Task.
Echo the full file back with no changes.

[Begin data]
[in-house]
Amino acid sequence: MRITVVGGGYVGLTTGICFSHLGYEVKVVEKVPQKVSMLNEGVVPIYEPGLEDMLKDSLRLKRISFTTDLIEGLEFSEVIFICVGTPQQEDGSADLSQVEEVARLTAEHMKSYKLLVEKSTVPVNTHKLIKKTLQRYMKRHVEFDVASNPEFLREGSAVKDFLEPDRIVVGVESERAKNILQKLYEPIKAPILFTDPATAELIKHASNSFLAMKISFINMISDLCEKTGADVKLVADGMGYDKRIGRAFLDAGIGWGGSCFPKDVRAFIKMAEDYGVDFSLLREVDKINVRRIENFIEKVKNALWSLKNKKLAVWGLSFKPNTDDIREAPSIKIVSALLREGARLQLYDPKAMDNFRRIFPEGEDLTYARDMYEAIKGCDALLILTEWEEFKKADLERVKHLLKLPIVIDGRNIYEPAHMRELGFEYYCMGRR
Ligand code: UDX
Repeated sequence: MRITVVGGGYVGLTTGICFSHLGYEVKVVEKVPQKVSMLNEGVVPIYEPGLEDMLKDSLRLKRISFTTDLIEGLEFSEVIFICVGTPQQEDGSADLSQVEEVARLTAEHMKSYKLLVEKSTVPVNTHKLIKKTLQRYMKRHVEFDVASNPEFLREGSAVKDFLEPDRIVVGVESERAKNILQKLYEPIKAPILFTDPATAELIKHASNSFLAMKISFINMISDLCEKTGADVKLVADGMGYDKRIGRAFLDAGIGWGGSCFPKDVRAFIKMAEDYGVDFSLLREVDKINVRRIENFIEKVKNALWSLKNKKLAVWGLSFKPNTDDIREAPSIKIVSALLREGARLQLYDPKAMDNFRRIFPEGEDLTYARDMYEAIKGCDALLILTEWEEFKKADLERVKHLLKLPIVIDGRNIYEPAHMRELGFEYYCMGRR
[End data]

[in-house]
Amino acid sequence: MRITVVGGGYVGLTTGICFSHLGYEVKVVEKVPQKVSMLNEGVVPIYEPGLEDMLKDSLRLKRISFTTDLIEGLEFSEVIFICVGTPQQEDGSADLSQVEEVARLTAEHMKSYKLLVEKSTVPVNTHKLIKKTLQRYMKRHVEFDVASNPEFLREGSAVKDFLEPDRIVVGVESERAKNILQKLYEPIKAPILFTDPATAELIKHASNSFLAMKISFINMISDLCEKTGADVKLVADGMGYDKRIGRAFLDAGIGWGGSCFPKDVRAFIKMAEDYGVDFSLLREVDKINVRRIENFIEKVKNALWSLKNKKLAVWGLSFKPNTDDIREAPSIKIVSALLREGARLQLYDPKAMDNFRRIFPEGEDLTYARDMYEAIKGCDALLILTEWEEFKKADLERVKHLLKLPIVIDGRNIYEPAHMRELGFEYYCMGRR
Ligand code: UDX
Repeated sequence: MRITVVGGGYVGLTTGICFSHLGYEVKVVEKVPQKVSMLNEGVVPIYEPGLEDMLKDSLRLKRISFTTDLIEGLEFSEVIFICVGTPQQEDGSADLSQVEEVARLTAEHMKSYKLLVEKSTVPVNTHKLIKKTLQRYMKRHVEFDVASNPEFLREGSAVKDFLEPDRIVVGVESERAKNILQKLYEPIKAPILFTDPATAELIKHASNSFLAMKISFINMISDLCEKTGADVKLVADGMGYDKRIGRAFLDAGIGWGGSCFPKDVRAFIKMAEDYGVDFSLLREVDKINVRRIENFIEKVKNALWSLKNKKLAVWGLSFKPNTDDIREAPSIKIVSALLREGARLQLYDPKAMDNFRRIFPEGEDLTYARDMYEAIKGCDALLILTEWEEFKKADLERVKHLLKLPIVIDGRNIYEPAHMRELGFEYYCMGRR